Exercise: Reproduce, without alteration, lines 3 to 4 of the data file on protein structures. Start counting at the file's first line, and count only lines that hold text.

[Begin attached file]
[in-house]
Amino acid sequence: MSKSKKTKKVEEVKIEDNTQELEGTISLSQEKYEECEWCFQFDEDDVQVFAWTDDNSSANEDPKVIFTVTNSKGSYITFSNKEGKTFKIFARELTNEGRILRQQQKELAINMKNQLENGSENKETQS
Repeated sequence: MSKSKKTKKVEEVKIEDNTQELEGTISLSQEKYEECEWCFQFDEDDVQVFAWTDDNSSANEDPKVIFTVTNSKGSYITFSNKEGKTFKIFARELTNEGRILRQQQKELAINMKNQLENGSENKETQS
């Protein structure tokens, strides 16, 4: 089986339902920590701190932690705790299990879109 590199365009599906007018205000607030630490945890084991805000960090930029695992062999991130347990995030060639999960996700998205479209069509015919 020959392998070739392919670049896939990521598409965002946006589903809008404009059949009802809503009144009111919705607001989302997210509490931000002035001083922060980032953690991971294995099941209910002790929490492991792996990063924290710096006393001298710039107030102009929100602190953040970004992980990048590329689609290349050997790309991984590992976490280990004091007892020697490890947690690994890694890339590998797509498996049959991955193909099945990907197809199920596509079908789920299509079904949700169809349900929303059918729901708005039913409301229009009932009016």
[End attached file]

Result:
Repeated sequence: MSKSKKTKKVEEVKIEDNTQELEGTISLSQEKYEECEWCFQFDEDDVQVFAWTDDNSSANEDPKVIFTVTNSKGSYITFSNKEGKTFKIFARELTNEGRILRQQQKELAINMKNQLENGSENKETQS
């Protein structure tokens, strides 16, 4: 089986339902920590701190932690705790299990879109 590199365009599906007018205000607030630490945890084991805000960090930029695992062999991130347990995030060639999960996700998205479209069509015919 020959392998070739392919670049896939990521598409965002946006589903809008404009059949009802809503009144009111919705607001989302997210509490931000002035001083922060980032953690991971294995099941209910002790929490492991792996990063924290710096006393001298710039107030102009929100602190953040970004992980990048590329689609290349050997790309991984590992976490280990004091007892020697490890947690690994890694890339590998797509498996049959991955193909099945990907197809199920596509079908789920299509079904949700169809349900929303059918729901708005039913409301229009009932009016």